First, we feature William Schubert, whose example reminds us of both the power of curriculum historians to reframe dominant narratives and the power of teacher lore to encourage praxis. Next, we explore William Watkins’s work focused on race, history, and sociopolitical and economic dimensions of education. His research on social protest illuminates the power of activism within and outside the classroom. Third, we feature Maxine Greene, an existentialist philosopher whose work focuses on aesthetic education, literature, teaching, and social imagination, who invites us to engage with arts and teach wide awake. Then, we focus on William Pinar’s work, including his currere method of autobiographical inquiry, which calls us to practice “a kind of self-praxis” (Baszile, 2017, p. vii). Next, we call attention to Gloria Ladson-Billings’s work on culturally relevant pedagogy and critical race theory in education, which provides examples of theory-informed pedagogical and curricular innovation. Then, we highlight Janet Miller’s work, including her focus on feminist curriculum theorizing and her call for us to work in community and to engage in dialogue. Finally, we celebrate Carter G. Woodson’s legacy of transformative educational praxis, which included publishing Black and African history textbooks, starting the Journal of Negro History, founding Black History Week, and creating the Association for the Study of Negro Life and History (see Givens, 2016).

Our project has resulted in a book, Enacting Praxis: How Educators Embody Curriculum Studies, that will be published this month. Our edited collection includes the essays of more than 20 education scholars and teachers. We celebrate how the contributors interact with, apply, complicate, extend, and embody the theories of our featured scholars in their daily decision-making. Through this work, we invite our readers to think about how we will respond to the challenges of today. How will we bridge theory and practice? How will we dream and realize new possibilities? How will theory and action move us closer to the promises of more democratic, humanistic, and just schooling?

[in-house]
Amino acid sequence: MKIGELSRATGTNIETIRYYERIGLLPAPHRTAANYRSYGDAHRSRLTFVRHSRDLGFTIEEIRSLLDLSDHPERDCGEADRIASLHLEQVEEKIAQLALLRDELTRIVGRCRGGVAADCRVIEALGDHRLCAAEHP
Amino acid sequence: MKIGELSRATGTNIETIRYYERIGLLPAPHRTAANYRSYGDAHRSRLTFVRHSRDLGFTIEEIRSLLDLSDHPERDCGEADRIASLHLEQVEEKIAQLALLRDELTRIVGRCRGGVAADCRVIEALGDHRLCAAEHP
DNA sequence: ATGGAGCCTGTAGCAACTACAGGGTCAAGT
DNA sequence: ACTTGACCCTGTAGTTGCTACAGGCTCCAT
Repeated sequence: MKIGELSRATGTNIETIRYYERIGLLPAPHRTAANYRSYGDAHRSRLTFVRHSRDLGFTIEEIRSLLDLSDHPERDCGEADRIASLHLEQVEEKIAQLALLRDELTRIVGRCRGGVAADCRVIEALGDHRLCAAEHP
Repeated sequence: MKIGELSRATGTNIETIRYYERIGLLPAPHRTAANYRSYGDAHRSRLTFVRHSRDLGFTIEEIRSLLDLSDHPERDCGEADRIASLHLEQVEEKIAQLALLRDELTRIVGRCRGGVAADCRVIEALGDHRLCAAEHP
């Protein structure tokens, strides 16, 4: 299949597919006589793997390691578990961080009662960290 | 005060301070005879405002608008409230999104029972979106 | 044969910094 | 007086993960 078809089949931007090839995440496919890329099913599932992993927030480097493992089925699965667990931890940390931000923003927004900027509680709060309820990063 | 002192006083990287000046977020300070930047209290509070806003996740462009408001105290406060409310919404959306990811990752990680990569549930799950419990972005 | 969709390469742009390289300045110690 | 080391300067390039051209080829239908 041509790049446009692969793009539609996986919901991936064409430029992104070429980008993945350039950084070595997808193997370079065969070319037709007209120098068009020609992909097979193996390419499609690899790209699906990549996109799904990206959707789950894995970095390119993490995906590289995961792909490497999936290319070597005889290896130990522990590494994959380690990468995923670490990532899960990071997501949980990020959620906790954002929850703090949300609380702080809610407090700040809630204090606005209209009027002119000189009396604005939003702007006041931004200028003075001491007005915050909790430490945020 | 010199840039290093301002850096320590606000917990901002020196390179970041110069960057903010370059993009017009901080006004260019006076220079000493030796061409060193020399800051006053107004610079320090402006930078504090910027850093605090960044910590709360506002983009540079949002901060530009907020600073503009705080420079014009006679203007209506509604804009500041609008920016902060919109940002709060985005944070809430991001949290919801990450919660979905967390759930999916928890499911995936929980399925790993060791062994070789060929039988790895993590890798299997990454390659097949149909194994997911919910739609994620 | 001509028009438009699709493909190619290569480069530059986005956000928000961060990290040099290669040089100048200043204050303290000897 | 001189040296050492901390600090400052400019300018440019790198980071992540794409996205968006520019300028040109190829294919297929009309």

We believe engaging with examples of praxis informed by curriculum theorizing can help teachers embrace the theories that contribute to more fulfilling lives in the classroom and help curriculum studies remain vibrant and urgent, necessary to create the schools and communities all our students so desperately deserve.

Enacting Praxis

How Educators Embody Curriculum Studies

Edited by: Kelly P. Vaughan and Isabel Nuñez

Recommended works by the scholars featured in the book

Greene, M. (1995). Releasing the imagination: Essays on education, the arts, and social change. Jossey-Bass.

Ladson-Billings, G. (1994). The dreamkeepers: Successful teachers of African American children. Jossey-Bass.

Miller, J. L. (2005). Sounds of silence breaking: Women, autobiography, curriculum. Peter Lang.

Pinar, W. F., Reynolds, W. M., Slattery, P., & Taubman, P. M. (1995). Understanding curriculum: An introduction to the study of historical and contemporary curriculum discourses. Peter Lang.

Schubert, W. H. (2009). Love, justice, and education: John Dewey and the Utopians. Information Age.

Watkins, W. H. (2001). The white architects of Black education: Ideology and power in America, 1865–1954. Teachers College Press.

Woodson, C. G. (2011). The mis-education of the Negro. Tribeca Books. (Original work published 1933)

Works cited

Baszile, D. T. (2017). On the virtues of currere. Currere Exchange Journal, 1(1), vi–ix.

Givens, J. R. (2016). Culture, curriculum, and consciousness: Resurrecting the educational praxis of Dr. Carter G. Woodson, 1875–1950 (Publication No. 10150944). [Doctoral dissertation]. ProQuest Dissertations and Theses Global.

Kliebard, H. M. (1995). The struggle for the American curriculum: 1893–1958 (2nd ed.). Routledge.

Schubert, W. H. (2021). Curriculum theory as a life-long search for perspective from context and reflection. In M. A. Peters & R. Heraud (Eds.), Encyclopedia of innovation in education. Springer.

Schubert, W. H. (1986). Curriculum: Perspective, paradigm, and possibility. Macmillan.